This was my first outing with my new tripod--a set of Manfrotto 055XPROB legs and a PhotoClam PC-33NS ballhead. Up until now I've been making do with a really cheap ($30?) tripod that came bundled with a camcorder.

It turned out the biggest benefit I saw with the new tripod had to do with composition. Because the legs are so tall, I can stand up very comfortably while looking through the viewfinder. I see now, too, why ballheads are the preferred choice for landscapes--the ballhead made it very easy to adjust the framing. All of that added up to me being able to be a lot more patient in getting the scene composed well.

The fact that I can trust my camera on it enough to step away during a 2 minute exposure is nice, too. :)

Another shot from the harbor that night. I really liked the light on the inside of the sea wall.

Just upgraded to a Flickr Pro account today, woohoo!

Friday, May 14, 2010

Thousand Steps

8 sec at f/16 and 18mm

Towards the end of the day on Wednesday there were some really cool clouds in the sky, it looked promising for a sunset. I checked the tide tables and saw that there was a really high tide right at sunset, the tide was just over 5 feet. When the tide is that high, there are a lot of places around Santa Barbara where the beach completely disappears and the waves crash against the cliffs. A fun side effect of this is that some of these beaches have stairs that lead down to them, and with that tide height the stairs lead straight into the waves.

There's a set of stairs nearby called Thousand Steps (it is a lot of steps, but the name is an exaggeration--there's nowhere close to a thousand) that I've been wanting to shoot under these conditions.

This was a nice quick trip; I already had a clear idea of the shot I wanted, and there weren't many other options to try. I got there, set up, took a handful of shots, and was out of there pretty quickly.

This was one of my first outings with my new tripod--Manfrotto 055XPROB legs with a PhotoClam PC-33NS ball head. I'll gush about this tripod more in another post, but I have to say the biggest benefit I'm finding with it is that it makes is much easier to compose my shots. I'm able to comfortably and patiently assess the composition and make fine adjustments to it. With my old, cheap tripod, I'd tend to give up a bit because of the painful difficulty of getting it positioned just right.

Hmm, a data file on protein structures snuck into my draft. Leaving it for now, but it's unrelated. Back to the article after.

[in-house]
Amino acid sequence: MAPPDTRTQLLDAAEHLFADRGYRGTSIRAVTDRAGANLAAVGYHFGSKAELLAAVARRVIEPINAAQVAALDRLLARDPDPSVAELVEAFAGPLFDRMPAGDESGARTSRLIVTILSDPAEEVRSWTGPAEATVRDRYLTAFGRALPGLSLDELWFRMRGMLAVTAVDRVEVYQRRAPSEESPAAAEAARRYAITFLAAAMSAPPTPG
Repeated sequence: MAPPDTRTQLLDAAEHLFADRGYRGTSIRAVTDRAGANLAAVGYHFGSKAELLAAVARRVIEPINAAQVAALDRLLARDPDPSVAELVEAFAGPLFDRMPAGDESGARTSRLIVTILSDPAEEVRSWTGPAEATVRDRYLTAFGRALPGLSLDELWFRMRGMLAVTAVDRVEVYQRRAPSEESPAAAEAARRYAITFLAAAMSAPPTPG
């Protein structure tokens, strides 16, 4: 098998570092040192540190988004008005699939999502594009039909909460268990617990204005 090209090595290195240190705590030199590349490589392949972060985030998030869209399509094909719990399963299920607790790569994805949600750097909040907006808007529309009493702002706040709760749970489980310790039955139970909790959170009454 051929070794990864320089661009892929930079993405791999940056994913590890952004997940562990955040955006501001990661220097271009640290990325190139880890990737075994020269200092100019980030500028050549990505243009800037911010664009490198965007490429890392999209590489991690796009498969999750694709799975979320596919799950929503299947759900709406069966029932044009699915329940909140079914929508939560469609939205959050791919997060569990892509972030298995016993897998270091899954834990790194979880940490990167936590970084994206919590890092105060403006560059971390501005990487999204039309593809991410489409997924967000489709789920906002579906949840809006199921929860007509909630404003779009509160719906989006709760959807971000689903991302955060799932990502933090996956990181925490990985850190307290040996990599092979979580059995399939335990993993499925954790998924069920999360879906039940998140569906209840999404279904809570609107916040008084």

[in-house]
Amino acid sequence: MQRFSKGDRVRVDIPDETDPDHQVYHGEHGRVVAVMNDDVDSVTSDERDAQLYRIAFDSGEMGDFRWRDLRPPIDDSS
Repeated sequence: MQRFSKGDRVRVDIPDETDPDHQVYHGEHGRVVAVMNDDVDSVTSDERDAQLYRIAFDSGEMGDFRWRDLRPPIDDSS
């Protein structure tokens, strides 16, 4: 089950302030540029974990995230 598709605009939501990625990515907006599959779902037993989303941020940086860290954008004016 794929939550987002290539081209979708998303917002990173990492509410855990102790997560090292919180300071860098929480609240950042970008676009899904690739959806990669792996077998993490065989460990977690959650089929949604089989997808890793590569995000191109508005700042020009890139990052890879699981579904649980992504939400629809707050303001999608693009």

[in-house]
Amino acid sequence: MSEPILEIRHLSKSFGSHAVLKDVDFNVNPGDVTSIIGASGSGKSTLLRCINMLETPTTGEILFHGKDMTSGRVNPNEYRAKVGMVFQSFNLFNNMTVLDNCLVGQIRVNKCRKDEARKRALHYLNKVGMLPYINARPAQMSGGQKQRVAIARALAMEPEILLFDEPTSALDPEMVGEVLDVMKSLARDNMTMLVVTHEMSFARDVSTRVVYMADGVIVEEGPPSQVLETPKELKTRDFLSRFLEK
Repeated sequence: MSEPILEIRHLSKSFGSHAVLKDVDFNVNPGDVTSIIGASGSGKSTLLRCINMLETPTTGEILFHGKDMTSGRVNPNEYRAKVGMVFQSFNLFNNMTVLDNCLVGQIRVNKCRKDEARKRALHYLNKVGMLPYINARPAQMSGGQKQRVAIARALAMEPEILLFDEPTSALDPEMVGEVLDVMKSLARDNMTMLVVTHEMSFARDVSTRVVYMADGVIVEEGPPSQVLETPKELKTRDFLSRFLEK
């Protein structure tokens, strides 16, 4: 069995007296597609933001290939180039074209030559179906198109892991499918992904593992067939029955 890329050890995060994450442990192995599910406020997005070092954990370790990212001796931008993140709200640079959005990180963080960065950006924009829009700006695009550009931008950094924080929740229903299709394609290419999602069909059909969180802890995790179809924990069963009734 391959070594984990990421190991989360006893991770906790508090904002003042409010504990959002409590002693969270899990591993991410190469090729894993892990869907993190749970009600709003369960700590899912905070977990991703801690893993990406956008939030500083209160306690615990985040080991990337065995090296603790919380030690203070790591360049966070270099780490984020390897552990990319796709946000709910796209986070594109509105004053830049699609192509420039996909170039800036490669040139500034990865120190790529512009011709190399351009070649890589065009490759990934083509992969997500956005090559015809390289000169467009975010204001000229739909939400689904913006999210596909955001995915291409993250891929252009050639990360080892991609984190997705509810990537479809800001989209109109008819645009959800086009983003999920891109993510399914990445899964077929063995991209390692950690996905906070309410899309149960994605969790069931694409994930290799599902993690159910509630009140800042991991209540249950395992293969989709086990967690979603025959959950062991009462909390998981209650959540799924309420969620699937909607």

One of the things I've learned about recently, which was relevant on this outing, is the problem of "barrel distortion". I had read this term a number of times, but never bothered to look it up until recently. Barrel distortion is a problem with wide-angle lenses which causes the scene to bend slightly away from the center at the lens's widest angle.

This becomes a problem when you have a clean, straight horizon in your shot, as it will appear curved. The solution is to not shoot at the absolute widest angle of the lens if your scene has a strong horizon line.

I took my first photos at 18mm, my kit lens's shortest focal length. With the image preview on the back of my camera, I zoomed in and saw this curve on the horizon.

It's clearer when the horizon is right up against the frame.

Not so bad, really, but I ended up deciding on a square cropping of just the stairs anyway. I really liked the texture of the water in the first picture and wanted to bring the focus to that and the stairs.

Wednesday, May 12, 2010

Sunset at Hendry's

.8 sec at 18mm, f/16, and ISO 100

This was a great trip, I came back with a ton of exciting photos that will probably take me months to process. This was one of the best.

The trip was also made extra awesome by a special companion.

Logan and dad at Hendry's beach

I've found it really hard over the past year to be flexible enough to make it to the beach when the sunset is looking promising. Things have gotten a little more relaxed lately, though, (now that "sunset season" in Santa Barbara is over!) and I think I should be able to steal away from time to time for some sunset photography. One idea Jess had suggested was for me to try bringing Logan along, since he's old enough now to have a little fun at the beach. Initially I was worried that it wouldn't work because I'd never have enough time to set up a shot before I had to pick up the camera and chase after him. He can't really get into much trouble out there, though, so I think it could actually work in general.

It turned out to be kind of a terrible day to bring him... It was really cold and windy, and the tide was pretty high. I bundled him up as best I could, and I ended up setting him down on some rocks in a little alcove (you can see it on the right side of the photo) that mostly kept him protected from the wind. Someone probably would have called child protective services on me if they saw us, but the beach was completely cleared out by the weather :)

You're a trooper buddy!

Editing this one was rough. It was a promising photo so the stakes were high, and I kept second-guessing myself. I knew that I had to get it done in one sitting (or else I'd let it sit "almost done" forever!), so I brewed some tea, put some music on, and cranked away for a good two hours straight. Below are the before and after.